The Locust Effect: Why the End of Poverty Requires the End of Violence Hardcover – Jan 15 2014
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"Gripping and perspective-altering book." --David Brooks, The New York Times
"Throughout my life I've seen firsthand that while talent, ambition, and hard work are distributed equally among all people around the world, many face challenges each day simply surviving. The Locust Effect is a compelling reminder that if we are to create a 21st century of shared prosperity, we cannot turn a blind eye to the violence that threatens our common humanity." --President Bill Clinton
"The Locust Effect provides a much-needed argument for reducing violence against the poor and a demonstration -- through first hand stories that are both shocking and true -- of why that goal is so vital. By reminding us that basic legal protections are not a privilege, but a universal right, Gary Haugen has issued a moral call to arms that informs the brain and touches the heart." --Madeleine Albright, Former U.S. Secretary of State
"This extraordinary book offers surprising and valuable insights about the nature and the drivers of the plague of violence that haunts the global poor as well as smart ideas about how to tackle it. A must-read." --Moisés Naím, Scholar, Carnegie Endowment, author of The End of Power, and former editor-in-chief of Foreign Policy
"You may 'know' that the world's poor suffer common everyday violence -- robbery, extortion, rape, murder, torture-a stream of humiliating assaults on their dignity. You may 'know' that this implies lost productivity and ultimately lost growth for low-income economies. Haugen asks why, if we know all that, we do so little? ...Read this book and you will be convinced the issue deserves more of your attention." --Nancy Birdsall, Founding President, Center for Global Development
"Some of the biggest ideas are right in front of us but still invisible. The Locust Effect brings home, in convincing and powerful detail, the simple but oh-so-important point that poverty results from violence as much as violence results from poverty. This book is a must-read for anyone interested in development, security, and the failure of billions of people to achieve their potential." --Anne-Marie Slaughter, President, New America Foundation, and Professor Emeritus of Politics and International Affairs, Princeton University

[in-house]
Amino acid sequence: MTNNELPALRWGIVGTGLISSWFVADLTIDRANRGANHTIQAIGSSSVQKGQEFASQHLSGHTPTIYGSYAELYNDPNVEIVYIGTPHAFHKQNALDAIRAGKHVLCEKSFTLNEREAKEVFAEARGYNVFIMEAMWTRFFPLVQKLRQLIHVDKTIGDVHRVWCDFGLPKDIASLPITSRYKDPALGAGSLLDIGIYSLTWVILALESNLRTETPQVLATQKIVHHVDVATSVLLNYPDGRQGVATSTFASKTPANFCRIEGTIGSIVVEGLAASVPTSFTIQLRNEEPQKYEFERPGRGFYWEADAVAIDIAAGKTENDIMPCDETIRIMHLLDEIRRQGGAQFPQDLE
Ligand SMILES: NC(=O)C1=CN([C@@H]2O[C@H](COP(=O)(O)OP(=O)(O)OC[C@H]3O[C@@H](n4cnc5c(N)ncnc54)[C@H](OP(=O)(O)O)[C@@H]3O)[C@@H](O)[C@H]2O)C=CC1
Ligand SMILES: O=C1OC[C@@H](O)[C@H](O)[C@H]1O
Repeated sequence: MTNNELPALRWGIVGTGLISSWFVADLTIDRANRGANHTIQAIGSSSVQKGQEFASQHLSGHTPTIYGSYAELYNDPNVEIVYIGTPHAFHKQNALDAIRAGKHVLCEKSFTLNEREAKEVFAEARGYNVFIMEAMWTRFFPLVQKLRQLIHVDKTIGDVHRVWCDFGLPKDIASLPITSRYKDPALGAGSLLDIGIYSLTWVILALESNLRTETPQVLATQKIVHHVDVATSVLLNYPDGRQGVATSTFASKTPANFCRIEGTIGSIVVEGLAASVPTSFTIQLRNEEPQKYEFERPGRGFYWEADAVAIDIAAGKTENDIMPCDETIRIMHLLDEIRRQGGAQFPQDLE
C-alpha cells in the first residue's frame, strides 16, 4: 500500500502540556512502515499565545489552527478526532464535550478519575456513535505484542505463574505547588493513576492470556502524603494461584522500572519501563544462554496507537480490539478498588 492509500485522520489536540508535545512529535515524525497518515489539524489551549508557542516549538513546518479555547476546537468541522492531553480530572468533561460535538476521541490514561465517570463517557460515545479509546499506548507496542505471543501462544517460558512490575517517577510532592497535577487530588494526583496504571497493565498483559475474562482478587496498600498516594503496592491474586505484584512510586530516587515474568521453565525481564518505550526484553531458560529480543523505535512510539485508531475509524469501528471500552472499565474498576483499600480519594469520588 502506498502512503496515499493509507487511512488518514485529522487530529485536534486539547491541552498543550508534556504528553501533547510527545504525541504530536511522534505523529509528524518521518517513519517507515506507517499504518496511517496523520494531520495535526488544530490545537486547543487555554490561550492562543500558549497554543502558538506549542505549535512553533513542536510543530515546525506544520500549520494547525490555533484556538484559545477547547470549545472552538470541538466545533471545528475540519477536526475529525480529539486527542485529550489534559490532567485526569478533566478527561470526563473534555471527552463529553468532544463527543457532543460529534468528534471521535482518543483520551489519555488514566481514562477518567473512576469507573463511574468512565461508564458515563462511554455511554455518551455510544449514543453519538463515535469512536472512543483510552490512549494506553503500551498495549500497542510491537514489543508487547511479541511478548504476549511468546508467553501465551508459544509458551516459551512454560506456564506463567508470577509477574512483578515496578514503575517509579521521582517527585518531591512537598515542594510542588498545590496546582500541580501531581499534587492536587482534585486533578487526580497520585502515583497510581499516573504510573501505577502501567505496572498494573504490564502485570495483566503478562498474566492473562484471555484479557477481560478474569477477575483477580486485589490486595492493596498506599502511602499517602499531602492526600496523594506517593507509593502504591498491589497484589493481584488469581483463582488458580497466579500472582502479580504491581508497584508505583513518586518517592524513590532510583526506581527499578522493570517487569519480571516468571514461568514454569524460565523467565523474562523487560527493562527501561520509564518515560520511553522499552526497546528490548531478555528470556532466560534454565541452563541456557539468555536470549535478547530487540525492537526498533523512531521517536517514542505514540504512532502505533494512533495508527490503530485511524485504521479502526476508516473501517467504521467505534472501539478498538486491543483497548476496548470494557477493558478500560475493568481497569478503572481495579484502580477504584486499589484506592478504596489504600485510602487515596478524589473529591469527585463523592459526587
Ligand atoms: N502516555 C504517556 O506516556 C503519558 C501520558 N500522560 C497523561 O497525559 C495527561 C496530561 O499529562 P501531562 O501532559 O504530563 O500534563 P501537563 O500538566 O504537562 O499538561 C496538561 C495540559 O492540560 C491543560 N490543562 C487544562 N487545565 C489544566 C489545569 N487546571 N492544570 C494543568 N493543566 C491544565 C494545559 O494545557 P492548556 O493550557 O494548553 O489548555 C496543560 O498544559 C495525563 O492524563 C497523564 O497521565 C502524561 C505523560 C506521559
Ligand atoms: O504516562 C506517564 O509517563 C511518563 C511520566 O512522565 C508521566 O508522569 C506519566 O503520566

"The Locust Effect presents a compelling and shocking portrayal of the relationship between violence and poverty. The book convincingly argues that violence is the missing link in our understanding of global poverty and of our development interventions. Haugen has spent decades in extraordinary work to address violence, to free those subjected to it, and to apply the rule of law. His firsthand account brings needed moral and developmental urgency to the relentless and pervasive violence poor people experience, especially women and girls. This is a must-read book that will fundamentally expand our analysis of the nature of global poverty and our efforts to overcome it." --Maria Otero, Former U.S. Under Secretary of State for Civilian Security, Democracy, and Human Rights, and Former President and CEO of ACCION International
"In a world of simplistic and knee-jerk responses to the world's problems, Gary Haugen arrives with insight, wisdom, and realism. The Locust Effect is a game-changer. He shows us how violence slices through all our good intentions, negating development, rights, and freedom. This is a book that is as smart as it is heartfelt, as grounded as it is creative. These are ideas of real power and grace." --Kevin Bales, Professor of Contemporary Slavery, University of Hull, and Co-Founder, Free the Slaves
"This crucial study carefully documents the fundamental truth that the end of poverty demands the end of violence. Both fascinating and important, Gary Haugen's book is a moving demonstration that is at once fact-filled and highly readable -- a truly unusual combination." --Laurence H. Tribe, Carl M. Loeb University Professor and Professor of Constitutional Law, Harvard Law School
"The Locust Effect is a wake-up call to everyone who cares about global poverty. As International Justice Mission's Gary Haugen and co-author Victor Boutros report, with painstaking data and breathtaking cases from the field, unchecked violent crime against the poorest, especially girls and women, isn't just a human rights problem. It is a drag on development that no amount of foreign aid can fix if functioning public justice systems aren't part of the solution." --Jacquelline Fuller, Director, Google Giving